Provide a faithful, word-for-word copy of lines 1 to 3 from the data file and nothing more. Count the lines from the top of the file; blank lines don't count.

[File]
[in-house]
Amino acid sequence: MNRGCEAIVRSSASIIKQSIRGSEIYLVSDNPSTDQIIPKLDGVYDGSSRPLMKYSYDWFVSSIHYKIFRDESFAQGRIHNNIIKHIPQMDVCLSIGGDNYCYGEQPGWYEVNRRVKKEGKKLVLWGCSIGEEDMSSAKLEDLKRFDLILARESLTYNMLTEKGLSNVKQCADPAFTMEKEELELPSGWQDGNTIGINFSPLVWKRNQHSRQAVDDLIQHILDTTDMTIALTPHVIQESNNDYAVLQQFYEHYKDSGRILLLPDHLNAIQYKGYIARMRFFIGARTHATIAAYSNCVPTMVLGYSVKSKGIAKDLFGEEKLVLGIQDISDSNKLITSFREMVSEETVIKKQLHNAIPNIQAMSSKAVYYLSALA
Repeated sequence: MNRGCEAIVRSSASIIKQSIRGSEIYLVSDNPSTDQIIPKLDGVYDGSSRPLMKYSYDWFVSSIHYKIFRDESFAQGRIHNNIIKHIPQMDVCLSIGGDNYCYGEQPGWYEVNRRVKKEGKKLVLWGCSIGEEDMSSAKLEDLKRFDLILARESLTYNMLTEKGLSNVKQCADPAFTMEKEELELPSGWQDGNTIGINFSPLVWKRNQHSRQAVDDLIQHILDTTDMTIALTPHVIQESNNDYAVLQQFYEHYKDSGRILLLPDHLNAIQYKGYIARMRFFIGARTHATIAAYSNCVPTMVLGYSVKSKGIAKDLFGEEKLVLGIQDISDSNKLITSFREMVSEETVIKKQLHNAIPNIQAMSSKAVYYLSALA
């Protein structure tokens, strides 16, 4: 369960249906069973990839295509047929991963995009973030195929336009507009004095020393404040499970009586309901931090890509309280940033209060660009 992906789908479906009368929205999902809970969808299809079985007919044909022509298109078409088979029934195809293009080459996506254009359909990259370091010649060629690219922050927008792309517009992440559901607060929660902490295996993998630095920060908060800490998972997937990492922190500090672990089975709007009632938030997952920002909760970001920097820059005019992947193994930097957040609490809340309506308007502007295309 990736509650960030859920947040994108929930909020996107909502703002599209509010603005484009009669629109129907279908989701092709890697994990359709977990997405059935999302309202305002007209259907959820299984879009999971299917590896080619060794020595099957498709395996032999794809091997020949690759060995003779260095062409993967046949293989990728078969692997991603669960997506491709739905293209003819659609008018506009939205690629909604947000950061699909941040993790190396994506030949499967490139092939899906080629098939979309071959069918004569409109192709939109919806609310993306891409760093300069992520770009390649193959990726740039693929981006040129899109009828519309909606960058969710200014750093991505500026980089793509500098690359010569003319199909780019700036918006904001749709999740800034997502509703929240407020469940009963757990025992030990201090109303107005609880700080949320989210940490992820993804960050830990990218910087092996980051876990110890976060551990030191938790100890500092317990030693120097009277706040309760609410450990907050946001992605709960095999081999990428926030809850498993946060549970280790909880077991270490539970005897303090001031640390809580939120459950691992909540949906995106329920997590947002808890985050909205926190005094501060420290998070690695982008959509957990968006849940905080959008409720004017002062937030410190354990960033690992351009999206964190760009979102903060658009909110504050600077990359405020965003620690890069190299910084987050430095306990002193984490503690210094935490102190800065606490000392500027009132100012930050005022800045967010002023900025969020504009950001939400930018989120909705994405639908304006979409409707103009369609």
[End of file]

[in-house]
Amino acid sequence: MNRGCEAIVRSSASIIKQSIRGSEIYLVSDNPSTDQIIPKLDGVYDGSSRPLMKYSYDWFVSSIHYKIFRDESFAQGRIHNNIIKHIPQMDVCLSIGGDNYCYGEQPGWYEVNRRVKKEGKKLVLWGCSIGEEDMSSAKLEDLKRFDLILARESLTYNMLTEKGLSNVKQCADPAFTMEKEELELPSGWQDGNTIGINFSPLVWKRNQHSRQAVDDLIQHILDTTDMTIALTPHVIQESNNDYAVLQQFYEHYKDSGRILLLPDHLNAIQYKGYIARMRFFIGARTHATIAAYSNCVPTMVLGYSVKSKGIAKDLFGEEKLVLGIQDISDSNKLITSFREMVSEETVIKKQLHNAIPNIQAMSSKAVYYLSALA
Repeated sequence: MNRGCEAIVRSSASIIKQSIRGSEIYLVSDNPSTDQIIPKLDGVYDGSSRPLMKYSYDWFVSSIHYKIFRDESFAQGRIHNNIIKHIPQMDVCLSIGGDNYCYGEQPGWYEVNRRVKKEGKKLVLWGCSIGEEDMSSAKLEDLKRFDLILARESLTYNMLTEKGLSNVKQCADPAFTMEKEELELPSGWQDGNTIGINFSPLVWKRNQHSRQAVDDLIQHILDTTDMTIALTPHVIQESNNDYAVLQQFYEHYKDSGRILLLPDHLNAIQYKGYIARMRFFIGARTHATIAAYSNCVPTMVLGYSVKSKGIAKDLFGEEKLVLGIQDISDSNKLITSFREMVSEETVIKKQLHNAIPNIQAMSSKAVYYLSALA